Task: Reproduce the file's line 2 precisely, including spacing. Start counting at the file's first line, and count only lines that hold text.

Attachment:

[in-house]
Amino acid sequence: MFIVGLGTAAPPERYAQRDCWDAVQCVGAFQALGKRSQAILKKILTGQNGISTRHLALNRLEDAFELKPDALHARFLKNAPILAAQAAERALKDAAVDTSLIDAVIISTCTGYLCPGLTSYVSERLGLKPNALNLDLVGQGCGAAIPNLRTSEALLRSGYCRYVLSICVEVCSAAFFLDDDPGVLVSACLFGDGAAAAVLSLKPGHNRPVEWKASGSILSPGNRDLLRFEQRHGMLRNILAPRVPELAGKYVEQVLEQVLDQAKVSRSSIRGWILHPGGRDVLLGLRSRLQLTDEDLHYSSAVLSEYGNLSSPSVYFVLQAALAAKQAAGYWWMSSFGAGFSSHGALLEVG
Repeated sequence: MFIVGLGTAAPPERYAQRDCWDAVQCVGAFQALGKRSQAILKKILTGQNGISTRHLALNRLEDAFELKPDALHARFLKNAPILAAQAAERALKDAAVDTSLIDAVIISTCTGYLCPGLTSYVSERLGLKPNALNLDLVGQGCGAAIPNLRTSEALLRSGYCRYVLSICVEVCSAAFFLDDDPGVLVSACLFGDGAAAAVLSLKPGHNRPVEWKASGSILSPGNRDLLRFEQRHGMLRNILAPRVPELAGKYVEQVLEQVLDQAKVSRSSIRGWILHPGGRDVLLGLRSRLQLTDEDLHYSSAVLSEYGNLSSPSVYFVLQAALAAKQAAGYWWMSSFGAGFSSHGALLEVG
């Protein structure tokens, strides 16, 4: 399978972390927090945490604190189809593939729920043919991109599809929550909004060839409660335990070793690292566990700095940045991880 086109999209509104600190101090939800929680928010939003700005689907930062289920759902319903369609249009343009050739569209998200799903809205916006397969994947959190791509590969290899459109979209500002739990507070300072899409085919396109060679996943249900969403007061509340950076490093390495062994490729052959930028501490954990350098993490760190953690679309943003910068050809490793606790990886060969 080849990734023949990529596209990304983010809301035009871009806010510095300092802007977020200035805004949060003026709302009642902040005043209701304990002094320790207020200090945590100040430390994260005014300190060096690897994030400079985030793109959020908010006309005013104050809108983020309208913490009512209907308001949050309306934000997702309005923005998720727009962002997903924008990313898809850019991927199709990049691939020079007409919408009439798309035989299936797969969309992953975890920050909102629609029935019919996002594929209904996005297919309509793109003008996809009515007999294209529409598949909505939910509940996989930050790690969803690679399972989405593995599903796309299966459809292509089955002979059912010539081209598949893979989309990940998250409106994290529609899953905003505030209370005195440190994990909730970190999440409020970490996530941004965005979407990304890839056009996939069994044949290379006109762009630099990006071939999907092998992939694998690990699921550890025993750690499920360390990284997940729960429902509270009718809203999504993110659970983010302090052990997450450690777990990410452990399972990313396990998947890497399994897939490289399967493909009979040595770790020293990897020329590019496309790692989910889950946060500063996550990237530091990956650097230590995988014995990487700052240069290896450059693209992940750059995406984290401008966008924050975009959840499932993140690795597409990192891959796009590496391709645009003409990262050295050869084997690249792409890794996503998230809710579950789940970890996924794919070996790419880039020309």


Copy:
Amino acid sequence: MFIVGLGTAAPPERYAQRDCWDAVQCVGAFQALGKRSQAILKKILTGQNGISTRHLALNRLEDAFELKPDALHARFLKNAPILAAQAAERALKDAAVDTSLIDAVIISTCTGYLCPGLTSYVSERLGLKPNALNLDLVGQGCGAAIPNLRTSEALLRSGYCRYVLSICVEVCSAAFFLDDDPGVLVSACLFGDGAAAAVLSLKPGHNRPVEWKASGSILSPGNRDLLRFEQRHGMLRNILAPRVPELAGKYVEQVLEQVLDQAKVSRSSIRGWILHPGGRDVLLGLRSRLQLTDEDLHYSSAVLSEYGNLSSPSVYFVLQAALAAKQAAGYWWMSSFGAGFSSHGALLEVG